15/07/2014 - 05:34

Morning Headlines

15/07/2014 - 05:34

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Morning Headlines

Carbon tax price reductions, maybe

Costs imposed by the carbon tax on everyday goods are unlikely to ever be passed back in full due to a number of complex factors, including a difficulty in working out exactly how much the tax drove up prices in the first place. The Fin

Lew opts out of vote on takeover

By abstaining from voting his 9.9 per cent stake in David Jones at a shareholder meeting to approve Woolworths’ $2.2 billion takeover, the rag trader has reduced the risk that the deal, which will create one of the world’s 10 largest retailers, could be blocked by regulatory intervention. The Fin

US billionaire’s son buys into WA miner

The son of US billionaire Charles Schwab, who founded one of the world’s largest discount broking companies, is believed to be poised to make his first investment in an Australian listed company, outlaying at least $2 million for up to 15 per cent in a Western Australian miner. The Aus

Sirius sets its own terms on Nova

Sirius Resources is telling lenders it wants to be free of hedging requirements and be able to return early profits back to shareholders, as it begins talks with lenders over one of the few mine construction projects in Australia. The Fin

Shorten reboots carbon price row

Tony Abbott and Bill Shorten have set battlelines for another election campaign on carbon pricing, with Labor vowing to fight for “a serious, credible climate change policy’’ and the Prime Minister warning that the carbon tax will return under Labor. The Aus

Junior explorer Thundelarra’s shares rocket on drill result

Shares in junior exploration play Thundelarra have soared dramatically after the company produced an eye-catching result from drilling at its Red Bore project in Western Australia’s Doolgunna region. The Aus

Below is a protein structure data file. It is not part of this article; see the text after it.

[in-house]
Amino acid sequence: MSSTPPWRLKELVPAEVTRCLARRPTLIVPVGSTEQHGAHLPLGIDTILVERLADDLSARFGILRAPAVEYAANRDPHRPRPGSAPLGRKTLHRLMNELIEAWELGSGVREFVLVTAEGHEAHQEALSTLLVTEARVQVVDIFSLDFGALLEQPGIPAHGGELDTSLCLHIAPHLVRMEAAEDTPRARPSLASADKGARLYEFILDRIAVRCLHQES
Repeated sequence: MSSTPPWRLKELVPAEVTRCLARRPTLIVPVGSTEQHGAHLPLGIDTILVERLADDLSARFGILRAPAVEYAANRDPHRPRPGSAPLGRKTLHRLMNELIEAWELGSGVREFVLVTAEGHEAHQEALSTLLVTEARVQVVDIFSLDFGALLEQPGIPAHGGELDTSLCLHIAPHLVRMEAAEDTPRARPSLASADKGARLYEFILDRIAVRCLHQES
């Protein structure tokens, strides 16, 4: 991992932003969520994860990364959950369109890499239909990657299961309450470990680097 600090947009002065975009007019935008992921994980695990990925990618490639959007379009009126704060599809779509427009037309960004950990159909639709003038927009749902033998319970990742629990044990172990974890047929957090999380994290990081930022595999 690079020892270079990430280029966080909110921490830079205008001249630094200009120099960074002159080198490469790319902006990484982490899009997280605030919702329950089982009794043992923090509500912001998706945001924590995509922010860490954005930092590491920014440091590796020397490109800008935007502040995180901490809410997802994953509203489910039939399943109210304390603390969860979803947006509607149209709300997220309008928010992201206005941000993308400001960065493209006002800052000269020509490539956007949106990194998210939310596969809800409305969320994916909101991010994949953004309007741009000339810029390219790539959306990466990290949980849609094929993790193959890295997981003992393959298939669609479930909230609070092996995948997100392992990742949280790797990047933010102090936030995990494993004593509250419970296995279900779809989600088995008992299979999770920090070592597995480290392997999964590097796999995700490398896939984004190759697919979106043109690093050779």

Investors await share of $52m after MCC settlement

 

Shares in Tony Sage’s Cape Lambert Resources are expected to surge this morning after the company negotiated a settlement in its long-running dispute with China’s MCC, leaving it cashed up in a depressed resources market. The West

 

 

 

The Australian Financial Review

Page 1: Clive Palmer is demanding the federal government provide explicit transparency provisions and safeguards for investors if it wants his crucial support to change Labor’s Future of Financial Advice laws.

The Reserve Bank of Australia has told property buyers they will be better off renting rather than buying their home unless house prices keep growing as fast as they have over the past two generations.

Page 3: The Productivity Commission has strongly endorsed the privatisation of state-owned electricity assets and ports and encouraged a possible sale of Snowy Hydro, the Australian Rail Track Corporation and Airservices Australia.

Page 4: Costs imposed by the carbon tax on everyday goods are unlikely to ever be passed back in full due to a number of complex factors, including a difficulty in working out exactly how much the tax drove up prices in the first place.

Page 5: Former competition chief Graeme Samuel has hit out at Labor and the Coalition for politicising the national broadband network and granting it excessive monopoly protections.

Page 6: Twenty corporate leaders working alongside the Group of 20 top nations will seek a way to convince superannuation and sovereign wealth funds to invest in riskier assets that can boost economic growth.

Page 10: Gina Rinehart’s Hancock Prospecting will face off with the corporate regulator at a trial in the Perth Magistrates Court in November.

Page 11: High-spending Chinese tourists rank Australia as their No.1 destination for international travel and as the most welcoming to Chinese travellers.

The ABC has confirmed it will cut about 80 jobs after the Abbott government’s move to axe the Australia Network international broadcasting service.